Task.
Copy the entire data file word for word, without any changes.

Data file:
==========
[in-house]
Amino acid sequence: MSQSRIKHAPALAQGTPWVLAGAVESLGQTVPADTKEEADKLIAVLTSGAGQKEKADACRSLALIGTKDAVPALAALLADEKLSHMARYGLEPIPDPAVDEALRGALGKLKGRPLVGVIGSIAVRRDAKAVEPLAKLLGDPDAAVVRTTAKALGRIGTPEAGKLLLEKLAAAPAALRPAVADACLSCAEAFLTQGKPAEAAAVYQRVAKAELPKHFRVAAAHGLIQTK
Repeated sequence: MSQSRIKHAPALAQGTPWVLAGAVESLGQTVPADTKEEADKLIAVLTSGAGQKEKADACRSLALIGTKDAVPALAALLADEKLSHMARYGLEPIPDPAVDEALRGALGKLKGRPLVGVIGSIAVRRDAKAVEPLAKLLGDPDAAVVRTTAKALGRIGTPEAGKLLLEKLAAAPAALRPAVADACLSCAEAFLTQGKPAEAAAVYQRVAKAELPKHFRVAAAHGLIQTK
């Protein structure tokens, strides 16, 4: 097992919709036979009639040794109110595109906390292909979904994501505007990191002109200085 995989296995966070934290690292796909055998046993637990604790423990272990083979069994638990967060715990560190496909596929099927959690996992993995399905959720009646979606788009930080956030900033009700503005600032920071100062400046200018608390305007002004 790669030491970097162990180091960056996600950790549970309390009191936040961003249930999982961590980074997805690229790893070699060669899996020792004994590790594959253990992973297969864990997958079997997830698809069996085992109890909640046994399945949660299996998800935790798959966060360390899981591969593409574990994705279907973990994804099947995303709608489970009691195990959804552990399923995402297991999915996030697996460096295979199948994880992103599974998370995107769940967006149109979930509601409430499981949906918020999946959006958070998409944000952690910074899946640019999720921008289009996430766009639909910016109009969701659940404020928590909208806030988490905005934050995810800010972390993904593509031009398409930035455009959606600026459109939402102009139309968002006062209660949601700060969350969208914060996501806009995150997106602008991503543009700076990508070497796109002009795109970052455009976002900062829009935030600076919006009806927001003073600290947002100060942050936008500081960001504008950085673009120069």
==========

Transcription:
[in-house]
Amino acid sequence: MSQSRIKHAPALAQGTPWVLAGAVESLGQTVPADTKEEADKLIAVLTSGAGQKEKADACRSLALIGTKDAVPALAALLADEKLSHMARYGLEPIPDPAVDEALRGALGKLKGRPLVGVIGSIAVRRDAKAVEPLAKLLGDPDAAVVRTTAKALGRIGTPEAGKLLLEKLAAAPAALRPAVADACLSCAEAFLTQGKPAEAAAVYQRVAKAELPKHFRVAAAHGLIQTK
Repeated sequence: MSQSRIKHAPALAQGTPWVLAGAVESLGQTVPADTKEEADKLIAVLTSGAGQKEKADACRSLALIGTKDAVPALAALLADEKLSHMARYGLEPIPDPAVDEALRGALGKLKGRPLVGVIGSIAVRRDAKAVEPLAKLLGDPDAAVVRTTAKALGRIGTPEAGKLLLEKLAAAPAALRPAVADACLSCAEAFLTQGKPAEAAAVYQRVAKAELPKHFRVAAAHGLIQTK
């Protein structure tokens, strides 16, 4: 097992919709036979009639040794109110595109906390292909979904994501505007990191002109200085 995989296995966070934290690292796909055998046993637990604790423990272990083979069994638990967060715990560190496909596929099927959690996992993995399905959720009646979606788009930080956030900033009700503005600032920071100062400046200018608390305007002004 790669030491970097162990180091960056996600950790549970309390009191936040961003249930999982961590980074997805690229790893070699060669899996020792004994590790594959253990992973297969864990997958079997997830698809069996085992109890909640046994399945949660299996998800935790798959966060360390899981591969593409574990994705279907973990994804099947995303709608489970009691195990959804552990399923995402297991999915996030697996460096295979199948994880992103599974998370995107769940967006149109979930509601409430499981949906918020999946959006958070998409944000952690910074899946640019999720921008289009996430766009639909910016109009969701659940404020928590909208806030988490905005934050995810800010972390993904593509031009398409930035455009959606600026459109939402102009139309968002006062209660949601700060969350969208914060996501806009995150997106602008991503543009700076990508070497796109002009795109970052455009976002900062829009935030600076919006009806927001003073600290947002100060942050936008500081960001504008950085673009120069």